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Photoshop Guide to

Sharpening - II

Photoshop tutorials for beginners - how to selectively sharpen digital photos


So having got to grips with the basics in Photoshop Guide to Sharpening , let's look at some other ways to sharpen digital photos to give them a real lift.

Just about all images will benefit from some carefully applied sharpening. But overdoing it is a big no-no and will ruin your pictures by making them look artificial and creating noise (or halos). Sometimes less is more, and selecting certain parts of an image to apply heavy sharpening to, without affecting the rest, is a handy Photoshop trick.


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Selective sharpening for large areas


Let's say you have a landscape photo with plenty of detail that needs sharpening, but a clear sky that lacks any edges to sharpen at all (and will likely only be affected by sharpening with the appearance of noise/halos).

  1. Open the image in the editing workspace, apply any adjustments you wish to, then create a duplicate layer for sharpening.
  1. Select Unsharp Mask and set the amount, radius and threshold to suit the parts of the image that you want to remain sharpened. Hit 'OK'.
  1. Select the eraser tool and feather the edge by pressing 'Shift + [ '. Make sure your duplicate, sharpened layer is highlighted in the layers palette, and begin carefully erasing the sky until you are left with just the sharpened areas and the sky as it was originally. Flatten the image. Done!


How to use Adobe Photoshop to sharpen small areas


So that was extremely simple. But what do you do when you want to apply some heavy sharpening to a really precise little area like the head of a flower or someone's eyes in a portrait shot?

Here are 3 options:


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The Lasso Tool


  1. In the editing workspace, apply the normal, 'global' sharpening adjustments to your image, and then create a duplicate layer on which to apply more specific sharpening.

  2. Select the lasso tool from the left hand menu (it belongs with the polygonal lasso tool and the magnetic lasso tool). The lasso tool is one of the handiest Photoshop tools - it allows you to make a manual selection, carefully drawing around the precise area you wish to focus on.

  3. On the duplicate layer, draw around the area that needs to be really sharp - say someone's eyes - until the marching ants appear.

  4. Go to 'Select' > 'Refine Edge' and feather the edge of the selection a tiny bit, about 10 or 20 pixels.

  5. Select Unsharp Mask and apply moderate to maximum sharpening (see Photoshop Tools - Sharpening I).

  6. Go 'Select' > 'Deselect' and preview your newly sharpened image. If you're happy with it, flatten the image.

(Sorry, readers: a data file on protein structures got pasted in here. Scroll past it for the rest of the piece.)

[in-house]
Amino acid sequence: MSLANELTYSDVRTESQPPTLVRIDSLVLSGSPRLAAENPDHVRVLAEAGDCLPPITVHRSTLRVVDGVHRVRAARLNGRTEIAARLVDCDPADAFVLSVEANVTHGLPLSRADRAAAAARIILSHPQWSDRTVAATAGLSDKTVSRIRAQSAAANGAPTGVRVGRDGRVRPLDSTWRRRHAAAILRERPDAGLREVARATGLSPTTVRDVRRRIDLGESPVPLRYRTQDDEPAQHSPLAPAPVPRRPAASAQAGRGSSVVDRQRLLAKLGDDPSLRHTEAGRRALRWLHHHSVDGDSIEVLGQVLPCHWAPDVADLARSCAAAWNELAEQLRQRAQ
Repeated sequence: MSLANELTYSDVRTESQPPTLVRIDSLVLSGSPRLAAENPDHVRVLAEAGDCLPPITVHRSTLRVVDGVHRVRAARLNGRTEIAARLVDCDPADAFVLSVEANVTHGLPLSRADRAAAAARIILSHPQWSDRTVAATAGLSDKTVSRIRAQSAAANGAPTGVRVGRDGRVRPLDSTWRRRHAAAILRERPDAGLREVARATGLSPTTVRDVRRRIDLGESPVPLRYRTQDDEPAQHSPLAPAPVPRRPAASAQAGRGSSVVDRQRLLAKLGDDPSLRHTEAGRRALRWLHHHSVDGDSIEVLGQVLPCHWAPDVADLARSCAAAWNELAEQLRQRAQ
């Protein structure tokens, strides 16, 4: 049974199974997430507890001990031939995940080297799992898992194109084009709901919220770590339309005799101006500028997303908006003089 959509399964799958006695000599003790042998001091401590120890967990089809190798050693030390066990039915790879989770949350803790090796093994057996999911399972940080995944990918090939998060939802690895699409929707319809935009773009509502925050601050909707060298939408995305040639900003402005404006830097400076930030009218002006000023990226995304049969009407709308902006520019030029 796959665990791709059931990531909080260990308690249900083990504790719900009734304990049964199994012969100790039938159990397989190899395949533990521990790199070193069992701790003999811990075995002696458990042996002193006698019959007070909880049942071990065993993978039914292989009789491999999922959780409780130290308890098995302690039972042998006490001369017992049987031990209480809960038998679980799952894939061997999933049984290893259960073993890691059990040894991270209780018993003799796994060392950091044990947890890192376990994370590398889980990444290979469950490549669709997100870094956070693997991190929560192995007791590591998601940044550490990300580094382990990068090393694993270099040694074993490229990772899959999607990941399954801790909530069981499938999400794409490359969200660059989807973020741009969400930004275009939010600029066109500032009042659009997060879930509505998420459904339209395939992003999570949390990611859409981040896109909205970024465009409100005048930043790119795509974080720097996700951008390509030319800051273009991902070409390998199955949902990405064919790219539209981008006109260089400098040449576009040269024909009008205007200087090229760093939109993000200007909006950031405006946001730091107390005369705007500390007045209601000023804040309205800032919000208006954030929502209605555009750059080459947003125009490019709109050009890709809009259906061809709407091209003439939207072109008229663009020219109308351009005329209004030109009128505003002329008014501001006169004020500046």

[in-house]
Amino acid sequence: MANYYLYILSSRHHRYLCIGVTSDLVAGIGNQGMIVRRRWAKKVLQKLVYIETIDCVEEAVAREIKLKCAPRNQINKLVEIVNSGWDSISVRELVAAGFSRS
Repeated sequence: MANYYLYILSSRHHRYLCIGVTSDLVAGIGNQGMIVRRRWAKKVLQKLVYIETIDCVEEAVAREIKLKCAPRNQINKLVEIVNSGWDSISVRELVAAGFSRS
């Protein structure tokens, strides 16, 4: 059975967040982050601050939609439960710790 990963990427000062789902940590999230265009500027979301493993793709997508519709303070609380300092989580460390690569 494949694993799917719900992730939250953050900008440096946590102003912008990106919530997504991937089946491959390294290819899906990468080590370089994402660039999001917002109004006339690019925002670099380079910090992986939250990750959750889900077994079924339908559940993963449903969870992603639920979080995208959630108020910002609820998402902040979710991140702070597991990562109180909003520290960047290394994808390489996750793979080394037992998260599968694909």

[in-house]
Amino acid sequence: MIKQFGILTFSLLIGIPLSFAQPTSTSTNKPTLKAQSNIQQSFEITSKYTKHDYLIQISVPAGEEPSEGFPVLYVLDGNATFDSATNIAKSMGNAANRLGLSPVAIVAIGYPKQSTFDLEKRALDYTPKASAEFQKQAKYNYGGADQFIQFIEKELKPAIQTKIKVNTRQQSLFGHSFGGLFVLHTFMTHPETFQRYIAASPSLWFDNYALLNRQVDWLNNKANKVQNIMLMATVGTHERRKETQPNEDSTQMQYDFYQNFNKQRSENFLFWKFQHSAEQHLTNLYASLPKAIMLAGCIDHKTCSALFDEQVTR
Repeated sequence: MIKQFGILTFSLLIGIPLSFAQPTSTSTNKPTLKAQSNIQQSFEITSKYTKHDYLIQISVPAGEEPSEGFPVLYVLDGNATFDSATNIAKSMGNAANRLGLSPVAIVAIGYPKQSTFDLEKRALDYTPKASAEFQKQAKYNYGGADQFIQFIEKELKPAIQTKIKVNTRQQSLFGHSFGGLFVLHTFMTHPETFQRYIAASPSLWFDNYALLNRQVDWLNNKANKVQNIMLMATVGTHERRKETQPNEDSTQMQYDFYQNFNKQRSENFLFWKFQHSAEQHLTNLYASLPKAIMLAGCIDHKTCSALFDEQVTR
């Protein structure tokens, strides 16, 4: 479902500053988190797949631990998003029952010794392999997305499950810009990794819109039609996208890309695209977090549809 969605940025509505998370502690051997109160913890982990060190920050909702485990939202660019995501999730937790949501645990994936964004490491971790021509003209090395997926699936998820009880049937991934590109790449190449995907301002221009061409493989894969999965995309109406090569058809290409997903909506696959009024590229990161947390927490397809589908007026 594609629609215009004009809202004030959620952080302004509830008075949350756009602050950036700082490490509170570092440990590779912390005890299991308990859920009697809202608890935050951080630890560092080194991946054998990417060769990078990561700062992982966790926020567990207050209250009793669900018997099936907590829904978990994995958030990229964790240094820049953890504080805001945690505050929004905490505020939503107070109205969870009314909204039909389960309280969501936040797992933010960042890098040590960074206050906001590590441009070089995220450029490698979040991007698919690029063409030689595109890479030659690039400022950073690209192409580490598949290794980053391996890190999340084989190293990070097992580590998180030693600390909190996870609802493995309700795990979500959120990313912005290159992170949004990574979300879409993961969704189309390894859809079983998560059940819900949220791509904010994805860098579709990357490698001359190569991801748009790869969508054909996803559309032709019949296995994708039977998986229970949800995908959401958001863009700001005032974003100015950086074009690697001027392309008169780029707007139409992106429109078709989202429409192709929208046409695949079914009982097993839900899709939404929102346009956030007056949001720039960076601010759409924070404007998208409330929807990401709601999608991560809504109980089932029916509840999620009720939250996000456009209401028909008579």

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Painting In The Sharpening


  1. In the editing workspace use the Unsharp Mask Feature to apply the normal global sharpening to your image.

  2. Create a duplicate layer on which to apply further sharpening

  3. Reapply the same global sharpening changes that you have just used on this new duplicate layer, making it doubly sharpened and almost certainly full of distracting, unsightly halos and noise.

  4. Go 'Layer' > 'New' > 'Layer' to create a new, blank layer (with the checkerboard design). Drag this blank layer between your background layer and the duplicate layer, so it sits in the middle.

  5. Select the duplicate layer, which should be the top layer, and hold the 'Alt' key whilst left clicking on the line between this and the blank layer below. This will group the two layers together, making the over-sharpened top layer disappear.

  6. Select the brush tool and feather the edge slightly by pressing 'Shift + [ '. Make sure black is your foreground colour and select the middle, blank layer in the layers palette.

  7. Carefully paint over the parts of your image that you want to be really sharp, bringing through the heavily sharpened duplicate layer in just those little, precise areas. Flatten the image - Done!


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The Sharpen Tool


  1. Having applied global sharpening changes using Unsharp Mask, select the sharpen tool from the left hand menu in the editing workspace (it belongs with the blur and smudge tools). This is one of the Photoshop tools that is really handy for quick fixes.

  2. Select the strength from the toolbar just below the top menus.

  3. Zoom into the part of your image that requires specific, heavy sharpening, and, with a feathered edge, simply paint over the relevant area to increase the sharpness. Job done!


Need to review the basics on using the Photoshop unsharp mask feature. Check out Photoshop Guide to Sharpening I here.

Here's a Photoshop guide to selective colouring.


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